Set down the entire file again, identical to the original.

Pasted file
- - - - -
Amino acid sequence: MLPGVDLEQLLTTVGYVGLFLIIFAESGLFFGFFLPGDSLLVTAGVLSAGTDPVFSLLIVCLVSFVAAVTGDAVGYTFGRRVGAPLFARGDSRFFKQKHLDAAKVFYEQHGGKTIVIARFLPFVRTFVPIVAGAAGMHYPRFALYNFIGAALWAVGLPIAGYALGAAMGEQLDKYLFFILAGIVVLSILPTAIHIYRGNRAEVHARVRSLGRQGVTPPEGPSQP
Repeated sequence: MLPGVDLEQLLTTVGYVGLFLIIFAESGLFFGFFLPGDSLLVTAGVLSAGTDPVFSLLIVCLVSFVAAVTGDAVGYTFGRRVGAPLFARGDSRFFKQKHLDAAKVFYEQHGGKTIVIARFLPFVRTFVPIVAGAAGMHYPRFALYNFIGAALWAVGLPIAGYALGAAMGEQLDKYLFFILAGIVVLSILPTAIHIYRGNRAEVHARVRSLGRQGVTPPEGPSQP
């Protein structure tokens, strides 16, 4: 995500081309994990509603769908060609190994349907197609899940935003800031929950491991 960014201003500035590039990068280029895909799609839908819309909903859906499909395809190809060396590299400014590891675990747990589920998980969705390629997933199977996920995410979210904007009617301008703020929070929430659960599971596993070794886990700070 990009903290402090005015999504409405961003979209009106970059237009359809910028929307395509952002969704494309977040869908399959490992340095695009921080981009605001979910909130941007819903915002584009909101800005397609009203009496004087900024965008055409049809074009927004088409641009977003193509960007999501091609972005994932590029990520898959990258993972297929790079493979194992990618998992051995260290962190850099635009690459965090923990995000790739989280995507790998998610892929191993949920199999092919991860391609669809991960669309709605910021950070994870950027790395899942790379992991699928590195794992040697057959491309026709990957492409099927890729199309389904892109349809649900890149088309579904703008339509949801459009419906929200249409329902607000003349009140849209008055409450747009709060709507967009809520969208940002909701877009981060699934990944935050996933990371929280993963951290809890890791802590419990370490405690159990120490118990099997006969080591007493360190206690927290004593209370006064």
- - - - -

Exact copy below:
Amino acid sequence: MLPGVDLEQLLTTVGYVGLFLIIFAESGLFFGFFLPGDSLLVTAGVLSAGTDPVFSLLIVCLVSFVAAVTGDAVGYTFGRRVGAPLFARGDSRFFKQKHLDAAKVFYEQHGGKTIVIARFLPFVRTFVPIVAGAAGMHYPRFALYNFIGAALWAVGLPIAGYALGAAMGEQLDKYLFFILAGIVVLSILPTAIHIYRGNRAEVHARVRSLGRQGVTPPEGPSQP
Repeated sequence: MLPGVDLEQLLTTVGYVGLFLIIFAESGLFFGFFLPGDSLLVTAGVLSAGTDPVFSLLIVCLVSFVAAVTGDAVGYTFGRRVGAPLFARGDSRFFKQKHLDAAKVFYEQHGGKTIVIARFLPFVRTFVPIVAGAAGMHYPRFALYNFIGAALWAVGLPIAGYALGAAMGEQLDKYLFFILAGIVVLSILPTAIHIYRGNRAEVHARVRSLGRQGVTPPEGPSQP
């Protein structure tokens, strides 16, 4: 995500081309994990509603769908060609190994349907197609899940935003800031929950491991 960014201003500035590039990068280029895909799609839908819309909903859906499909395809190809060396590299400014590891675990747990589920998980969705390629997933199977996920995410979210904007009617301008703020929070929430659960599971596993070794886990700070 990009903290402090005015999504409405961003979209009106970059237009359809910028929307395509952002969704494309977040869908399959490992340095695009921080981009605001979910909130941007819903915002584009909101800005397609009203009496004087900024965008055409049809074009927004088409641009977003193509960007999501091609972005994932590029990520898959990258993972297929790079493979194992990618998992051995260290962190850099635009690459965090923990995000790739989280995507790998998610892929191993949920199999092919991860391609669809991960669309709605910021950070994870950027790395899942790379992991699928590195794992040697057959491309026709990957492409099927890729199309389904892109349809649900890149088309579904703008339509949801459009419906929200249409329902607000003349009140849209008055409450747009709060709507967009809520969208940002909701877009981060699934990944935050996933990371929280993963951290809890890791802590419990370490405690159990120490118990099997006969080591007493360190206690927290004593209370006064």